<h1>Autos: Joe Hinrichs, Ford</h1>
It was a close race between Nissan's Carla Bailo and Joe Hinrichs of Ford, but Hinrichs managed to pull ahead in the end, with just a little over 50% of reader's votes. Here's what Fortune contributor Doron Levin had to say about Ford's president of its Americas division:

When Alan Mulally was tapped as CEO of Ford Motor Co. in 2006, the automaker lagged far behind its peers in developing a strategy for making and selling vehicles in China. Hinrichs, who had started his career at General Motors, was a rising star at Ford who had caught Mulally's eye. After being promoted to run global manufacturing in 2007, Hinrichs was sent to China by Mulally in 2009 to lead an aggressive growth campaign. On his watch, Ford opened or started construction on nine new manufacturing plants in China, India, and southeast Asia and committed to launch 50 new vehicle models through 2015. In December 2012, Hinrichs was appointed executive vice president, responsible for Ford's activities in the western hemisphere. After Mark Fields, who is widely expected to succeed Mulally as CEO, Hinrichs is regarded as the next highest ranked executive at Ford.

Autos: Joe Hinrichs, Ford

It was a close race between Nissan's Carla Bailo and Joe Hinrichs of Ford, but Hinrichs managed to pull ahead in the end, with just a little over 50% of reader's votes. Here's what Fortune contributor Doron Levin had to say about Ford's president of its Americas division: When Alan Mulally was tapped as CEO of Ford Motor Co. in 2006, the automaker lagged far behind its peers in developing a strategy for making and selling vehicles in China. Hinrichs, who had started his career at General Motors, was a rising star at Ford who had caught Mulally's eye. After being promoted to run global manufacturing in 2007, Hinrichs was sent to China by Mulally in 2009 to lead an aggressive growth campaign. On his watch, Ford opened or started construction on nine new manufacturing plants in China, India, and southeast Asia and committed to launch 50 new vehicle models through 2015. In December 2012, Hinrichs was appointed executive vice president, responsible for Ford's activities in the western hemisphere. After Mark Fields, who is widely expected to succeed Mulally as CEO, Hinrichs is regarded as the next highest ranked executive at Ford.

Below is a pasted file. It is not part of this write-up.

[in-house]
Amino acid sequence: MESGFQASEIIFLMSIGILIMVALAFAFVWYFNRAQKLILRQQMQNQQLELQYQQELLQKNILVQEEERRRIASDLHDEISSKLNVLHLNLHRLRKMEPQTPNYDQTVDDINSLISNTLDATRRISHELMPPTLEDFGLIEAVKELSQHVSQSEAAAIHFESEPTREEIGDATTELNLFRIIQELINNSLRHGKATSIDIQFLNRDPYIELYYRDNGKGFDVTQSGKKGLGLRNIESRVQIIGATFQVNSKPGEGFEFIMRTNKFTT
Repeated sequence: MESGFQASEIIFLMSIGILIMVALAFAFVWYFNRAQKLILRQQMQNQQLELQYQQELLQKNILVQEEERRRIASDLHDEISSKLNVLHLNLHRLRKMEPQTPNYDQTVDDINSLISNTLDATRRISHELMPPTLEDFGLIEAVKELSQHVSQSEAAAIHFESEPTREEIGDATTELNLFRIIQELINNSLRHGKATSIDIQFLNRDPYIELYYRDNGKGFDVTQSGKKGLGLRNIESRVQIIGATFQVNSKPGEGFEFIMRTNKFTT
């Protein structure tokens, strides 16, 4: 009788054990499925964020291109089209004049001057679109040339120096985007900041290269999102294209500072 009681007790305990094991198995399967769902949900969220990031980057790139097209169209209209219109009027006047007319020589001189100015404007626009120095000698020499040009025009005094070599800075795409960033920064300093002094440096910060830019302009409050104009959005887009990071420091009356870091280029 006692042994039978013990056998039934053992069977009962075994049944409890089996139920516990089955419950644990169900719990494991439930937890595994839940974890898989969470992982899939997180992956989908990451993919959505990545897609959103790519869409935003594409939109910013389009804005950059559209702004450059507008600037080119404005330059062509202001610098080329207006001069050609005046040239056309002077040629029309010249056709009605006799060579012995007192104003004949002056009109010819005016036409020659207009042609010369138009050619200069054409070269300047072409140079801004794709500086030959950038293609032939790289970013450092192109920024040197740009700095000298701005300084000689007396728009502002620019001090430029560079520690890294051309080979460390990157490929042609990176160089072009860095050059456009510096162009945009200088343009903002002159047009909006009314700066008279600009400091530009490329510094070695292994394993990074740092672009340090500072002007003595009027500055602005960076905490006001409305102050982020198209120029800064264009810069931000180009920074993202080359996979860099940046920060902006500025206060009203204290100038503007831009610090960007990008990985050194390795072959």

Photo: Brent Lewin/Bloomberg/Getty

Autos: Joe Hinrichs, Ford

It was a close race between Nissan's Carla Bailo and Joe Hinrichs of Ford, but Hinrichs managed to pull ahead in the end, with just a little over 50% of reader's votes. Here's what Fortune contributor Doron Levin had to say about Ford's president of its Americas division: When Alan Mulally was tapped as CEO of Ford Motor Co. in 2006, the automaker lagged far behind its peers in developing a strategy for making and selling vehicles in China. Hinrichs, who had started his career at General Motors, was a rising star at Ford who had caught Mulally's eye. After being promoted to run global manufacturing in 2007, Hinrichs was sent to China by Mulally in 2009 to lead an aggressive growth campaign. On his watch, Ford opened or started construction on nine new manufacturing plants in China, India, and southeast Asia and committed to launch 50 new vehicle models through 2015. In December 2012, Hinrichs was appointed executive vice president, responsible for Ford's activities in the western hemisphere. After Mark Fields, who is widely expected to succeed Mulally as CEO, Hinrichs is regarded as the next highest ranked executive at Ford.